Communication between Caregivers and Providers
“Millions of family members and friends play major roles in coordinating care on behalf of cancer patients…. You may be asking, ‘What can I, a caregiver, do to make sure I am heard?” - Ranak Trivedi, PhD
Millions of family members and friends play major roles in coordinating care on behalf of cancer patients, attending clinic visits, managing the treatment regimens, taking patients for their chemotherapy and radiation appointments, and providing all types of support at home. They also take on advocacy roles on behalf of the patients especially around managing symptom side effects and ensuring that patients are getting comfort care that they need.
AARP recently surveyed 267 physicians and 133 nurse practitioners to examine their perceptions of caregivers, and the results are heartening. Ninety-seven percent of respondents noted that caregivers play important roles in patient care, 86% reported a strong interest in working with caregivers, and 75% were confident in their ability to work with caregivers. Yet, studies by my team and others find that caregivers across all chronic and serious illnesses feel marginalized by their clinical care teams. Caregivers and patients both note that even when they have documented HIPAA release forms, many care team members balk at sharing important medical information with caregivers unless patients are also present.
So, what gives? Well, providers in the AARP survey also shared many barriers to working with caregivers. These included communicating with multiple caregivers, not being aware who the caregiver was, confusion when caregiving roles fluctuated, finding it time consuming to engage caregivers, and inability to reach the caregiver. I speculate that the focus on patients as individuals throughout medical training leaves many clinicians ill-equipped to navigate patient’s social systems, especially when the caregiver is not an “obvious” person such as a significant other. Certainly, there are many kind, generous clinicians who engage caregivers and even provide them with needed emotional support. Simply put, our systems are not built to systematically, thoughtfully, and efficiently engage caregivers.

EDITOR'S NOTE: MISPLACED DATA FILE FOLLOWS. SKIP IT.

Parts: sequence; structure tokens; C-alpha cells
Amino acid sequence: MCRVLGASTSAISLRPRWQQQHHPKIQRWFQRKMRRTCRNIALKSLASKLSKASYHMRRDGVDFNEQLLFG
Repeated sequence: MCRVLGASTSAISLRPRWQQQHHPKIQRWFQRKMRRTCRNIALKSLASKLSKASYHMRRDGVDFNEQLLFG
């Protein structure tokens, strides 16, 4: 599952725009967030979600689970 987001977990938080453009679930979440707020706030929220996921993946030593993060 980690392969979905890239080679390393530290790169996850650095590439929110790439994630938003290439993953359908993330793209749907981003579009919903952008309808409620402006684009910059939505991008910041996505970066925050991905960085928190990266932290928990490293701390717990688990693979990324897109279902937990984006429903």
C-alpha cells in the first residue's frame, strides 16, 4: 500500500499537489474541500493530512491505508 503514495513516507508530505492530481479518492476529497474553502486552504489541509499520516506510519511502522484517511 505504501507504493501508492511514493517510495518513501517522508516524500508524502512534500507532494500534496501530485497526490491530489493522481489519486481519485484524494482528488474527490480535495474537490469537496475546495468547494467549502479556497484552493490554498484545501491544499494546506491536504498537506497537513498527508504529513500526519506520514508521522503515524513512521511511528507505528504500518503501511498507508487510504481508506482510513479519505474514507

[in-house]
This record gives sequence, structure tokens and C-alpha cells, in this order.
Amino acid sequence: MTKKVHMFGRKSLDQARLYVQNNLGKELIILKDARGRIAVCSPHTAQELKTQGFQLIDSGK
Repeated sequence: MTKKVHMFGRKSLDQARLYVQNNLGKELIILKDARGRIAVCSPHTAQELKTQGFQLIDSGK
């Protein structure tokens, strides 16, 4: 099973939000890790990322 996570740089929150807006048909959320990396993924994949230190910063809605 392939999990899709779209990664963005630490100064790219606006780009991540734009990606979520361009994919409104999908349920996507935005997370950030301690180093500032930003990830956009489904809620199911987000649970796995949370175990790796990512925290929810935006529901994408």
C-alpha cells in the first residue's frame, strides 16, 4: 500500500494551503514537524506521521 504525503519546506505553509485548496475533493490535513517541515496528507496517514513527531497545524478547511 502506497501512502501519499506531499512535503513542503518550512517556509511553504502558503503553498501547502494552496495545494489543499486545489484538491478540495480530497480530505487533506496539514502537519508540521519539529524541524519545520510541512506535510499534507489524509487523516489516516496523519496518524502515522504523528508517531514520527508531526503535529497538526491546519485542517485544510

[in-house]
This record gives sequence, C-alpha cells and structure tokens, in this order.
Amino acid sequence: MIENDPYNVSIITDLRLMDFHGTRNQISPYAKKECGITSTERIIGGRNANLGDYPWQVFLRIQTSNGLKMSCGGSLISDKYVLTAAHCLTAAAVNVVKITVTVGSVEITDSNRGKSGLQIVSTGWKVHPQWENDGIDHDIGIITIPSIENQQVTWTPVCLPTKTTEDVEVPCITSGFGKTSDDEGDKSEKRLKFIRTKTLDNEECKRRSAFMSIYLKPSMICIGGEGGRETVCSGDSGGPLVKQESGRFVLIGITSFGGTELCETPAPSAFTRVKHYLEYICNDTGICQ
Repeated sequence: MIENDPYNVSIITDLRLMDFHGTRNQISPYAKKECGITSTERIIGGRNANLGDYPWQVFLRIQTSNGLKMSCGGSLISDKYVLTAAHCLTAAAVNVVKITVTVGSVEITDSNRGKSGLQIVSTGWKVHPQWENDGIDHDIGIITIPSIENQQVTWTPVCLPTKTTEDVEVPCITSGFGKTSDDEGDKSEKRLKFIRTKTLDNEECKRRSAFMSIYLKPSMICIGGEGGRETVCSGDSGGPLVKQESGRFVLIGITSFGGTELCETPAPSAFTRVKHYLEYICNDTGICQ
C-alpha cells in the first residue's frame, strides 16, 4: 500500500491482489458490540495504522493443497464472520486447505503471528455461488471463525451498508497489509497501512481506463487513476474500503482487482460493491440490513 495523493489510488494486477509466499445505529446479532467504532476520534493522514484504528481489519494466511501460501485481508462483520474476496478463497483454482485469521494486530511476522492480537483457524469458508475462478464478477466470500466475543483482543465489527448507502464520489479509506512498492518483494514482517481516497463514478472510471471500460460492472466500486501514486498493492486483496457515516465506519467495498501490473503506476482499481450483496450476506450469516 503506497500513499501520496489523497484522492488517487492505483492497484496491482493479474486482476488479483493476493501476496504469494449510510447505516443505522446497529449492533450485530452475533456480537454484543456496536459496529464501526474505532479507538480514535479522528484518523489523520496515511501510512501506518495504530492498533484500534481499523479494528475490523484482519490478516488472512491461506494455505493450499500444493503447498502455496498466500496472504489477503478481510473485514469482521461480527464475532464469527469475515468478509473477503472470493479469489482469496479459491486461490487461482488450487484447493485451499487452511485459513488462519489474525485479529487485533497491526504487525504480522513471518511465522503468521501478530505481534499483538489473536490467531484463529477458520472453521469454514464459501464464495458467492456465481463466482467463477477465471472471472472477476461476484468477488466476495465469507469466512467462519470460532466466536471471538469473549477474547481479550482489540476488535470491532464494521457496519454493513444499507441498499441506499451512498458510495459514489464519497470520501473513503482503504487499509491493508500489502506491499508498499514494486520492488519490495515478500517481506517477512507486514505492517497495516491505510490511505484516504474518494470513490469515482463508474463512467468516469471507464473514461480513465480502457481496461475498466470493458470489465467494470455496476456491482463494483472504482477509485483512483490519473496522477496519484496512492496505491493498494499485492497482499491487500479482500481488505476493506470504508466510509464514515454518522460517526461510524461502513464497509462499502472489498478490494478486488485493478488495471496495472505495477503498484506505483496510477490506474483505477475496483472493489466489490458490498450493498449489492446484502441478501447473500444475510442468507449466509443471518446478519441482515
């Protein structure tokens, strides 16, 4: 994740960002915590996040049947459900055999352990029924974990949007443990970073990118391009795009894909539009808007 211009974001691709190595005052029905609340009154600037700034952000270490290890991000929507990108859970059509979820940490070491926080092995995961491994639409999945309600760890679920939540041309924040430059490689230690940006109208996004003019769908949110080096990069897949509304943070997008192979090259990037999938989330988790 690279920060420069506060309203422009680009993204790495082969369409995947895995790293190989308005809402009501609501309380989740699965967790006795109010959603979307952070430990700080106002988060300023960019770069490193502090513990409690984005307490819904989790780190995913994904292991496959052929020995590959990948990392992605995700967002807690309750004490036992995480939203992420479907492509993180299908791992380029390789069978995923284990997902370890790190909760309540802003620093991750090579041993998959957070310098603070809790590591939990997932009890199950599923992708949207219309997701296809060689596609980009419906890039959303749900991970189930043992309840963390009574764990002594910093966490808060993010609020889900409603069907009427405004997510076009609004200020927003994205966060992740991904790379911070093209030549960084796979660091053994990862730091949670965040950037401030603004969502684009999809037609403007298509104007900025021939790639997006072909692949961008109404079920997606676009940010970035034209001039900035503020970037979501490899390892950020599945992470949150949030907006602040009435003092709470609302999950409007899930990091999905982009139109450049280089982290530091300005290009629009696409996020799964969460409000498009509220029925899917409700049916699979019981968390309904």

You may be wondering: What can I, a caregiver, do to make sure I am heard? Here are some general strategies you can try. First, where possible, have your loved one who is the patient sign a HIPAA waiver that allows you to access all their medical information. This gives you the legal right to become involved in all aspects of care.
Second, make sure that the patient additionally has informed the care team of your role. This will have to be repeated with new care teams, and especially if you are a long-distance caregiver who may not be accompanying patients to their visits.
Third, come prepared when communicating with the care team. Make a written list of your questions/concerns, and write down the answers as they are discussed. It is also a good idea to email the care team a summary of your conversation (if that is possible) to clear up any miscommunication. Both my parents are smart and medically savvy, yet there are gaps when I ask them specific questions after my mother’s oncology visits. Talking directly with her oncologist has frequently clarified information for me.
Fourth, prioritize questions/concerns that providers can address. Think to yourself, is this the right person who can help me? For instance, if you are emotionally overwhelmed as a caregiver, instead of talking with the oncologist, maybe you can ask to speak with a mental health provider within the oncology practice.
Finally, try and try again! The old adage that the “squeaky wheel gets the oil” applies, and sometimes you have to ask the same question of various people until you get the right answer. I have seen this repeatedly in my mother’s treatment, especially when managing advanced cancer where the treatment options and outcomes are more complex. Do not shy away from advocating for your need or those of your loved one.
I hope that these tips are helpful when you communicate with providers.
Until next time,